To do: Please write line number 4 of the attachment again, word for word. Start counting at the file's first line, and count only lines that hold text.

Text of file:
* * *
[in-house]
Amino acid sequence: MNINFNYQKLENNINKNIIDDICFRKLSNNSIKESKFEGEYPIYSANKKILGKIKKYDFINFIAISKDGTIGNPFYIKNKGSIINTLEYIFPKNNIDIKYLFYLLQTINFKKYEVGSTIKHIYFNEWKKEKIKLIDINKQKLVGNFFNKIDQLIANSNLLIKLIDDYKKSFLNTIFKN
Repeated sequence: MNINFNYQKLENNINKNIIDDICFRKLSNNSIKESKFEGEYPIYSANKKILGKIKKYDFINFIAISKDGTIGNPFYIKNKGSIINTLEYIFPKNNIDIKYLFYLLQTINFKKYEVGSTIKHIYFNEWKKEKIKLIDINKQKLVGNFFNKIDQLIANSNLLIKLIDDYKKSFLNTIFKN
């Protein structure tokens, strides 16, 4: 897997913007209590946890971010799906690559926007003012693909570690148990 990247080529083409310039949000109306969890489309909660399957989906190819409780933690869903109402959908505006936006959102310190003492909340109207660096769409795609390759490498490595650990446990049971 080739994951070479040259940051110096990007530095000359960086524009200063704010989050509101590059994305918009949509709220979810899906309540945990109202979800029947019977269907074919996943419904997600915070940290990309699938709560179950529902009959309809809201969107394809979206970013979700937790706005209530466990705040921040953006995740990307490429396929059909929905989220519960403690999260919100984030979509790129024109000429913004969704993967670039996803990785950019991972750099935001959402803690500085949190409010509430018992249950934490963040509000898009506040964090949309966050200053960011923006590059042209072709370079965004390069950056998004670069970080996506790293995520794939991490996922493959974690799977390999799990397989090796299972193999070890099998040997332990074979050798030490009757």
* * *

């Protein structure tokens, strides 16, 4: 897997913007209590946890971010799906690559926007003012693909570690148990 990247080529083409310039949000109306969890489309909660399957989906190819409780933690869903109402959908505006936006959102310190003492909340109207660096769409795609390759490498490595650990446990049971 080739994951070479040259940051110096990007530095000359960086524009200063704010989050509101590059994305918009949509709220979810899906309540945990109202979800029947019977269907074919996943419904997600915070940290990309699938709560179950529902009959309809809201969107394809979206970013979700937790706005209530466990705040921040953006995740990307490429396929059909929905989220519960403690999260919100984030979509790129024109000429913004969704993967670039996803990785950019991972750099935001959402803690500085949190409010509430018992249950934490963040509000898009506040964090949309966050200053960011923006590059042209072709370079965004390069950056998004670069970080996506790293995520794939991490996922493959974690799977390999799990397989090796299972193999070890099998040997332990074979050798030490009757």